Royalty Funding – No Dilution, No Exposure
Royalty funding is an exciting option for many businesses in different stages of funding. It incentivizes investors to “give you a hand” without giving away your company.
Here is a recap of new writings by Royalty funding expert Arthur Lipper. Arthur is one of the world’s most knowledgeable professionals on this method of funding.
Over the past few months, a favorite topic of mine has been neglected and for this, I apologize. Many of you showed a great deal of interest in royalties as a means of funding. So I want to keep you fresh on the subject. So does Arthur Lipper, who continues to write at least one blog post weekly on the subject.
A quick review: royalty funding (also known as revenue royalties and revenue participation) solves several key problems for you and for your investors. For you (as a business owner):
- No dilution – you keep all of your stock
- No fiduciary duty to the investor — only a contract
- No exposure to stockholder lawsuits
- No other attempts by the investor to control your business decisions
- Like a loan, disagreements over company valuation do not block the investment
- Unlike a loan, your payments are flexible, proportional to revenues
- The investor does have an incentive to help you grow revenues
For the investor:
- Income begins flowing quickly
- Capital can be repaid within (typically) three to five years
- The upside can be almost as good as owning equity (stock)
- Since the risk of loss of capital is reduced, the IRR across the investor’s portfolio is higher
For early stage companies (pre-revenue or revenue potential is not yet proven), you can combine a royalty (revenue participation) contract with a loan. This kind of debt is sometimes called mezzanine debt with a kicker. It’s subordinate to your cash flow line of credit and A/R financing, but it’s senior to equity. It’s in the middle of your capital stack, hence “mezzanine.” Like most issues of mezzanine debt, the interest paid on the loan is supplemented by a “kicker” – supplementary returns paid to the investor – a sweetener which compensates for the risk of your business youth. This might be a percentage of profits, a percentage of revenues, and/or a percentage of any liquidity event. If the kicker is a percentage of revenues, then it’s called a royalty or a revenue participation. This is what Arthur Lipper and I recommend.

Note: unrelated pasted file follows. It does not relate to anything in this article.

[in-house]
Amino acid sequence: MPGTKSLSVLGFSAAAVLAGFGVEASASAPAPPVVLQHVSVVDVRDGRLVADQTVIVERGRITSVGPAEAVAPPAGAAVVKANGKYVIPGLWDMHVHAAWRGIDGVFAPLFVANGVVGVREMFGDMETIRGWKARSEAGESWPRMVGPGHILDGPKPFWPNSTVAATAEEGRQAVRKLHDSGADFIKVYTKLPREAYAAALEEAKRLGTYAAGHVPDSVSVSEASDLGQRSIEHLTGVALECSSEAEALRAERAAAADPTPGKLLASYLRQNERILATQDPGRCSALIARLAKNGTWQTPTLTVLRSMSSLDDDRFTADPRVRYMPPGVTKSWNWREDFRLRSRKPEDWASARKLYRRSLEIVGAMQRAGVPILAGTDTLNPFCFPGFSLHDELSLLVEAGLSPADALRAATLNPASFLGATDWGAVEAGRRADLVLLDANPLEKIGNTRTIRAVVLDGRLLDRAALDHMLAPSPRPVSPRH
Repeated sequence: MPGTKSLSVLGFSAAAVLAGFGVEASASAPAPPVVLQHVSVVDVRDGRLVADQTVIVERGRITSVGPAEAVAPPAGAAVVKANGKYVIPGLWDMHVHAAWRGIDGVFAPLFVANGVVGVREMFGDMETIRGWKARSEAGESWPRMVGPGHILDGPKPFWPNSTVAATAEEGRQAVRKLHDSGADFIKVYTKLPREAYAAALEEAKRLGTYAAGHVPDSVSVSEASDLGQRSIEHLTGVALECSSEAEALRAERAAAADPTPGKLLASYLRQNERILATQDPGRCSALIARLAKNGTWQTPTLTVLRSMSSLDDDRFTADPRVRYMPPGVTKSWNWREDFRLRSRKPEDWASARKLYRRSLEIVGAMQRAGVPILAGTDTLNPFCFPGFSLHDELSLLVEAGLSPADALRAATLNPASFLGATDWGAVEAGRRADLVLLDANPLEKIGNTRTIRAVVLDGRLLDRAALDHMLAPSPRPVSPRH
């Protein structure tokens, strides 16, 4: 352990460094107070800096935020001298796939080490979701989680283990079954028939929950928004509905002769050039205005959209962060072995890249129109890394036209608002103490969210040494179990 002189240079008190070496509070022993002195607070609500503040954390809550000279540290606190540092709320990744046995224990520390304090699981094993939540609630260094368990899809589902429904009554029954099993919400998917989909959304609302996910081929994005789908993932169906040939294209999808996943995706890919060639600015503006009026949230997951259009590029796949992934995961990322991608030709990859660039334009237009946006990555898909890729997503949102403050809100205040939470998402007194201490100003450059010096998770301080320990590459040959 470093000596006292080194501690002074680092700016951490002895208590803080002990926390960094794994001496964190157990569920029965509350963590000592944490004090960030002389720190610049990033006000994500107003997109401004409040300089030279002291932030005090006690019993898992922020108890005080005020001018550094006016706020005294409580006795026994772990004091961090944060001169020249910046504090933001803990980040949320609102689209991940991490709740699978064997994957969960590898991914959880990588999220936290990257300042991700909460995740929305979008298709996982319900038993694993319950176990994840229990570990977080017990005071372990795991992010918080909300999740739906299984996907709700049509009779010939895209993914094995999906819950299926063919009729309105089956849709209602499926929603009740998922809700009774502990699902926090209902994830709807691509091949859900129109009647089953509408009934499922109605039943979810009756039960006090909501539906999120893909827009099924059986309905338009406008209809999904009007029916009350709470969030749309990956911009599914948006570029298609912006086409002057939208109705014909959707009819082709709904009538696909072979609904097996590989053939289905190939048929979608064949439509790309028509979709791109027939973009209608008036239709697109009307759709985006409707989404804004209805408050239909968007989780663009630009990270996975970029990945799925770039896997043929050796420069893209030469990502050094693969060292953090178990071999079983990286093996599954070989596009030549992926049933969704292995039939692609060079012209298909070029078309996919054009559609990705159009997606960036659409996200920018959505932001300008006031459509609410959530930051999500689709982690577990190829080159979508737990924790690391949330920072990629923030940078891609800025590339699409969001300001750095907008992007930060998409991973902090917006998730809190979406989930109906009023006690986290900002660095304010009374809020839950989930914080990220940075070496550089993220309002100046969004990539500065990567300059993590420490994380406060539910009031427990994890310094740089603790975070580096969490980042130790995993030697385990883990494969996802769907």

To keep you informed on this important topic, Arthur has created a new website sponsored by Intelliversity — Royalties Writings. If you go there frequently, you’ll be kept abreast. To make this easier, I will from time-to-time recap the articles on the Royalties Writings site. Here’s what’s there now:
Let me point you to the first and third above. “Funding Pre-Revenue Companies Using a REX Designed Royalty” provides a survey of the various methods and tools involved in creating a revenue participation program. In this post, Arthur recommends “debt+share” as the preferable approach for pre-revenue companies. This is the same as I’ve described above as “mezzanine debt with a kicker.”
In “Royalty Investor Due Diligence” you’ll get a flavor for the kind of questions investors may ask. Here you can see that the questions revolve primarily around your ability to create and sustain revenue growth, rather than your ability to execute an acquisition or increase stockholder value.
In all fairness, it’s very likely investors will ask the same kinds of questions that would be asked in a stock purchase or convertible debt. This is because the royalty contract may include clauses that reward the investor upon a liquidity event, a kicker on top of the kicker. Nevertheless, this article on due diligence gives you the flavor of what it’s like dealing with a royalty investor — easier and more cooperative.
Key Takeaway: Strongly consider offering a mezzanine debt plus royalty kicker in lieu of convertible debt, assuming there are revenues expected within a year or so of investment. In order to structure the contract and term sheet, contact Arthur Lipper (firstname.lastname@example.org) or myself (email@example.com).